Monday, June 27, 2011

Leading From Behind on Same-Sex Marriage

The editors of the New York Times don’t have a problem with Obama’s “leading from behind” when it comes to foreign affairs. Like most liberals, they reflexively believe that unilateral applications of American power abroad are likely to do more harm than good. Presidential passivity with respect to civil rights, however, is another thing entirely.  The Times' editors aren’t concealing their exasperation with the president for sitting ineffectually on the sidelines while less reticent liberals, like Andrew Cuomo, pulled out all the stops to push a same-sex marriage bill through the Republican-controlled New York state senate:
“On Thursday night, when same-sex marriage in New York State was teetering on a razor’s edge, President Obama had a perfect opportunity to show the results of his supposed evolution on gay marriage.

“Unfortunately, he did not take it, keeping his own views in the shadows. The next night the Republican-led New York State Senate, of all places, proved itself more forward-thinking than the president on one of the last great civil-rights debates in this nation’s history.”

I experience the Times editors’ exasperation in the first-person. Yet you don’t need to support same-sex marriage to experience a little cognitive dissonance at seeing a liberal president sit out the political battle in New York. It’s not as if Obama has any trouble poking his nose in state and local politics when liberal values are stake.  He didn’t hesitate to speak his mind about the mistreatment of public employee unions in Wisconsin this winter or the treatment his friend Skip Gates received at the hands of the Cambridge police.

We nearly all presume that, in his heart of hearts, Obama supports same-sex marriage but is afraid to say so because it will hurt him in socially conservative swing states like Ohio and Pennsylvania. His reticence may have been an understandable and forgivable concession to political realities when the prospect of democratically enacted same-sex marriage was remote. But it's looking more and more like political cowardice in light of developments in New York, Washington, D.C., etc. in many people’s eyes. I’ll bet even a lot of people who oppose same-sex marriage see Obama standing aside while his views "evolve" as a symptom of a political character defect.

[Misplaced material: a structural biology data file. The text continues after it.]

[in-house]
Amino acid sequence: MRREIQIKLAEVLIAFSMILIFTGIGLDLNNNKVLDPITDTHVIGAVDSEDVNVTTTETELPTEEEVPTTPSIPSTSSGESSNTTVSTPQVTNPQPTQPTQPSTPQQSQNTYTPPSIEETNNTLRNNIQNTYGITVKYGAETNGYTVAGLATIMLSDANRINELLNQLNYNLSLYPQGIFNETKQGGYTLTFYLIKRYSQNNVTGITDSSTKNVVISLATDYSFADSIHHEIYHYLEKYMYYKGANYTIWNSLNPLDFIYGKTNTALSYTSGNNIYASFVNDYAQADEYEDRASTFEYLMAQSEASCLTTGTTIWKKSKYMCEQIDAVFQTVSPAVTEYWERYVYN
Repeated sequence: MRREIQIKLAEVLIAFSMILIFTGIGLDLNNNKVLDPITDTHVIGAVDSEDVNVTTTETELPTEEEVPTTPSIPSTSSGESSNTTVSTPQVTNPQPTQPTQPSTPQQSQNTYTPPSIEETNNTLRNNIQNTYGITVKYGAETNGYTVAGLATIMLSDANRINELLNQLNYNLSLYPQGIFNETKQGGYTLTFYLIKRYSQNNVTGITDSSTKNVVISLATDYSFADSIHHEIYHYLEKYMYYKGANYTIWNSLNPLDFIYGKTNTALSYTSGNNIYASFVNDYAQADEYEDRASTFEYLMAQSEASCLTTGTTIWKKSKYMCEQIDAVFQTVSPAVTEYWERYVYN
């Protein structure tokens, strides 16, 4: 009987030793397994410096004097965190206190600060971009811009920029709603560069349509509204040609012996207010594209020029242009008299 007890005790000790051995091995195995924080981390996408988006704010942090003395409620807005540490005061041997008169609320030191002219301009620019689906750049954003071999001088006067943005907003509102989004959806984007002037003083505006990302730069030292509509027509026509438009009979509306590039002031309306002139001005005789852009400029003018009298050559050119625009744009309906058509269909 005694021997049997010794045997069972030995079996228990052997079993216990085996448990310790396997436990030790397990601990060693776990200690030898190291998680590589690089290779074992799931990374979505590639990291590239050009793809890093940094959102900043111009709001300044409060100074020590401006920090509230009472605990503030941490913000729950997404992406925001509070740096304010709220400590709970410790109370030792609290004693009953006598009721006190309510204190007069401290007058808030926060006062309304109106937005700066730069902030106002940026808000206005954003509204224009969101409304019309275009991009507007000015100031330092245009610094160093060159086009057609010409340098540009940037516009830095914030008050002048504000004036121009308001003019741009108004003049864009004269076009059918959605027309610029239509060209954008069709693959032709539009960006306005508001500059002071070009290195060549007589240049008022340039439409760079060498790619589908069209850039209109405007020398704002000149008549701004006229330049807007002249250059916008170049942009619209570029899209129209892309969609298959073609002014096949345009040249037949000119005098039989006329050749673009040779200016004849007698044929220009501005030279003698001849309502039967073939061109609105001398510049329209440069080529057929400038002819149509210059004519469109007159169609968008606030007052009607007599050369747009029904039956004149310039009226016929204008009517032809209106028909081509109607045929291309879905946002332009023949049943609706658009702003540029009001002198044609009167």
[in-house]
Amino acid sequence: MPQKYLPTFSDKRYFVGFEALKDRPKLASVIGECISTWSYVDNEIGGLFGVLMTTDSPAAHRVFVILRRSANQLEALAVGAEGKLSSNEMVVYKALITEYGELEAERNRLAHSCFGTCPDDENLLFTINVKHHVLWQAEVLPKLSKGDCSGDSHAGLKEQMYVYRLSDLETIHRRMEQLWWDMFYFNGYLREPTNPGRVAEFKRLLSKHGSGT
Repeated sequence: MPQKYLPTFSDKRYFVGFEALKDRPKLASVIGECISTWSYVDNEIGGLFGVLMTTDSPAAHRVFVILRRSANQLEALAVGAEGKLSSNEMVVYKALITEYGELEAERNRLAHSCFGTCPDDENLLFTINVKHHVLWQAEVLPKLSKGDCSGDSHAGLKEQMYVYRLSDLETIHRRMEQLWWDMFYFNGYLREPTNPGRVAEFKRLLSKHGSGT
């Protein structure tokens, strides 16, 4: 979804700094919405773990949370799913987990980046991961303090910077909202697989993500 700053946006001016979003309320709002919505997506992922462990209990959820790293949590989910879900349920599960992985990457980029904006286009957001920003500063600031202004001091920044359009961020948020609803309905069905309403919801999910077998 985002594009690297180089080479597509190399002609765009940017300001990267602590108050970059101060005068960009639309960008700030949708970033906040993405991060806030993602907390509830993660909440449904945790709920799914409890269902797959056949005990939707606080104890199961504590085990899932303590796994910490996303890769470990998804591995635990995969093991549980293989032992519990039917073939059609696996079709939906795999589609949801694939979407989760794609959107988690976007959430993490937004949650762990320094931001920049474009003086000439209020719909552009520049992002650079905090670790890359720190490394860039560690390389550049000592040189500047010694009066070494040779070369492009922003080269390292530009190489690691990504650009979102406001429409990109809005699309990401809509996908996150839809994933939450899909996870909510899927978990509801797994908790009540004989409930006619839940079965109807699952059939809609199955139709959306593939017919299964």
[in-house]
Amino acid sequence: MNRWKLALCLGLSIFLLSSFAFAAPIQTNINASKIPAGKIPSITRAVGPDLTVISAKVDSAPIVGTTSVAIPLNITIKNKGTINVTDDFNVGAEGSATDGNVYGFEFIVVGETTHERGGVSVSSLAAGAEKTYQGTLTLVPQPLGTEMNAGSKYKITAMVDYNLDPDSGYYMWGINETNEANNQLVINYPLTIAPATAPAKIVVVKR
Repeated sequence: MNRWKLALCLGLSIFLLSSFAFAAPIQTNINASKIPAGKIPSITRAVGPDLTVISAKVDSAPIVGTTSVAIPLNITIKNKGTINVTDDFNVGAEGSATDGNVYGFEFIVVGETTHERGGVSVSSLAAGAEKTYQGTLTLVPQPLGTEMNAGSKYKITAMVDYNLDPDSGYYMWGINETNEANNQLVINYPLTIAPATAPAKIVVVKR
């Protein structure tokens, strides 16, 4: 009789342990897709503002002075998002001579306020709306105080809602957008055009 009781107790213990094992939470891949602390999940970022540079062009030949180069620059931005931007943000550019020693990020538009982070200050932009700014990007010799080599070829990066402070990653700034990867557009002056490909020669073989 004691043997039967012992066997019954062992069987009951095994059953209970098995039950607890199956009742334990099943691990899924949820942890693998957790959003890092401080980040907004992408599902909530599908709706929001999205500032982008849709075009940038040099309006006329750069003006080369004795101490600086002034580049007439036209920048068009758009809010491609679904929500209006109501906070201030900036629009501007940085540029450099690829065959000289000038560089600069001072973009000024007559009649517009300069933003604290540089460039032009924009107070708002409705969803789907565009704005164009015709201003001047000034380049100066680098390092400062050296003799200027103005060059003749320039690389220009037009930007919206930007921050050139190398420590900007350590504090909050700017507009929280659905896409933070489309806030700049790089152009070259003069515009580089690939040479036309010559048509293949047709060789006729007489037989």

That’s an ideological reflex felt across the political spectrum that dates from the 1960s, when Lyndon Johnson presided over the dismantlement of southern apartheid. In the process, he and liberals in Congress and the Supreme Court changed the face of American federalism by bringing not only discriminatory state action covered by the Fourteenth Amendment’s plain language, but discriminatory acts by private parties within the purview of the federal government under the Civil Rights Act of 1964.

Under the circumstances, that was the only way civil rights were going to be secured in the south. Being effectively disenfranchised, African-Americans had no chance to vindicate their rights in state politics through the normal democratic practice of coalition-building. The federal government had to take it upon itself not only to outlaw private discrimination, but to democratize the government of southern states with bills like the 1965 Voting Rights Act. That couldn’t have happened without the determined leadership of a liberal president.  We've gotten into the habit of expecting all liberal presidents to lead from the front when it comes to any issue implicating a liberal view of civil rights.

Yet the politics of same-sex marriage and other modern civil rights issues aren’t much like the politics of Jim Crow. There are no quasi-structural impediments to vindicating gay and lesbian rights rights at the state and local level--indeed, what structural impediments there are incapacitate the federal government (e.g., the Senate filibuster). Most of the difference between Andrew Cuomo and Obama is explained less by differences of ideological integrity than by the fact that they’re both democratic politicians. Andrew Cuomo isn’t any more of an ideological purist than Obama, he’s just another elected executive answering to a more socially liberal electorate.